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dmichel 02-11-2013 04:35 PM

Bryant Furnace Pressure Switch Problem
 
Hi All,

I have a problem with my home furnace I'm hoping someone can help me with. It's a Bryant 340MAV 036080, about 12 years old. It's not given any problems since I've been here until now.

We had a large snow storm a couple days ago, and when blowing the slow I inadvertently covered the inlet pipe. No big deal I figured, and cleared out the area around it, and made sure it wasn't plugged. Later that day I realized there was no warm air coming.

I check the furnace and had a code 31, indicating a pressure switch malfunction. I figured some snow got into the pipe, so I put a space heater in the area over night. No luck the next morning. The pressure switch is a differential switch, and in playing I realized if I disconnected the end going to the combustion chamber plenum, it would switch. So my furnace ran lots and I was hoping if it was snow related it would clear itself out. But no luck. I hook up the tube to the plenum the differential pressure drops just enough to open the switch. I check the pressure with a manometer and I have about 1"WC, and I think I should be closer to 1.8 or 2" WC.

Anyone have any suggestions on what might be wrong? Any good ideas on how to check the entire length of the exhaust piping? The only thing I'm left thinking is that something is partially blocking that.

Thoughts?

beenthere 02-11-2013 04:40 PM

Shop vac. Turn off furnace. Then connect/place exhaust of shop vac to blow into intake pipe. let it run for 10 minutes or so. Then switch it to vacuum, and see if it draws out any water. Intakes aren't always slanted enough for water to drain out of them.

Might want to also vacuum the exhaust pipe.

dmichel 02-11-2013 04:49 PM

Thanks for the advice, the more I'm thinking about it the more I'm thinking something is blocking the exhaust. And I have a year old who likes put stones down holes......damn, now to figure out how to get them out.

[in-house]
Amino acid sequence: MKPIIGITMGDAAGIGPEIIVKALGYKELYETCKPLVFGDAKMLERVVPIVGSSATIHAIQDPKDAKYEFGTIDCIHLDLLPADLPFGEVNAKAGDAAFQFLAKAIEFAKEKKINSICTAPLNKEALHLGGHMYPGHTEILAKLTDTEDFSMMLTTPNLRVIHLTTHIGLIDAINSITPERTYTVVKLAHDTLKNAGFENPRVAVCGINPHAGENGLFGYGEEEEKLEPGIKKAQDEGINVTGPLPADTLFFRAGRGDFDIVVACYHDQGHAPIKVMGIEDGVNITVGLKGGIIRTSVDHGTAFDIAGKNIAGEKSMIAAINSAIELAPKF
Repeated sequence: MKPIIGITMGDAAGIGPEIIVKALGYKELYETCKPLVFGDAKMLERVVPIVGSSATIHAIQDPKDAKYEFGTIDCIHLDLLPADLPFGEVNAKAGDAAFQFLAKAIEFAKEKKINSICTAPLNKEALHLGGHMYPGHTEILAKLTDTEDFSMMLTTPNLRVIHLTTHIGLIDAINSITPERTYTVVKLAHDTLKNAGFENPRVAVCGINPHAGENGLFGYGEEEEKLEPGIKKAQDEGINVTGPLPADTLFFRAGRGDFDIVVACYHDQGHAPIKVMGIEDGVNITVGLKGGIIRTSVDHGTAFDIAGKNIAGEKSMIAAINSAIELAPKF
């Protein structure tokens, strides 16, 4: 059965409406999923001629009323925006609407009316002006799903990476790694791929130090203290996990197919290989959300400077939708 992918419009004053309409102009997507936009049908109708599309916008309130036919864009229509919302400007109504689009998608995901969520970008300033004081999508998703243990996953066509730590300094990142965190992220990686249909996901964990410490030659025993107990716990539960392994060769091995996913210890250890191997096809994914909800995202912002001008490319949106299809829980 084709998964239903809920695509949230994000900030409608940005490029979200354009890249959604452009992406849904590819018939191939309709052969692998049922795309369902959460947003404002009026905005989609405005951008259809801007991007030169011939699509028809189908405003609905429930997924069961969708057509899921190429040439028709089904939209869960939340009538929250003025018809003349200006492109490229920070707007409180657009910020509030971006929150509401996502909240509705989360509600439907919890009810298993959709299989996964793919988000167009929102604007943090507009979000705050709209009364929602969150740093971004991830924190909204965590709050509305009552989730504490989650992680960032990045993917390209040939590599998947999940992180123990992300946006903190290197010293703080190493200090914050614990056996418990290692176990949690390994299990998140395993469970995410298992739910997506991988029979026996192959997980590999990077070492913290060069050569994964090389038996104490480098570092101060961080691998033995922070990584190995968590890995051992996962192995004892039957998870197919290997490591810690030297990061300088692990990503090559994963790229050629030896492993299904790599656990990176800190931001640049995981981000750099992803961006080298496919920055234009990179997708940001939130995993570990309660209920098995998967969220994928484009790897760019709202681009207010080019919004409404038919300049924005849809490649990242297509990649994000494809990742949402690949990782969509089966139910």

yuri 02-11-2013 04:59 PM

1 Attachment(s)
Carefully use a hair dryer or paint stripper heat gun and blow heat in while it is trying to run works also. Not likely the kid put stones in if it hapened during the snow storm but you never know. Does it have a concentric vent kit, pipe inside pipe like this pic. If so the air goes in the back and you may need to pull the hood off and get in there as the ice can be in a foot or two. I have seen them recirculate the exhaust into the intake and get 3 feet of ice in there. The inlet can also get leaves/spiders webs in there. Most of those furnaces have a screen where the intake pipe attaches to the burner box that may have debris in it. Trick is to get at that screen.

dmichel 02-11-2013 06:49 PM

Thanks for the reply. Sure it enough it was rocks in the exhaust pipe. My son must have shoved them in there in the summer, and it was just borderline creating enough backpressure. The storm was a coincidence I believe. I had the cut off the pipe outside, but at least its working. Now to repair that!

jagans 02-11-2013 07:51 PM

I used a leaf blower. Blew the heck out of those pipes. Hooked back up after cutting with 3 inch fernco couplings. :laughing:

bobinphx 02-12-2013 03:43 PM

as a kid, we had an in the wall vacuum system. I found that a flashlight and a matchbox car,was way to much fun to watch as the cars disapeared into the wall.

dad didnt think it so fun when the vacuum repair guy found about 2 dozen hot wheels in the pipe systems... got my pants dusted off good for that one!!!!!!

bob in phx.


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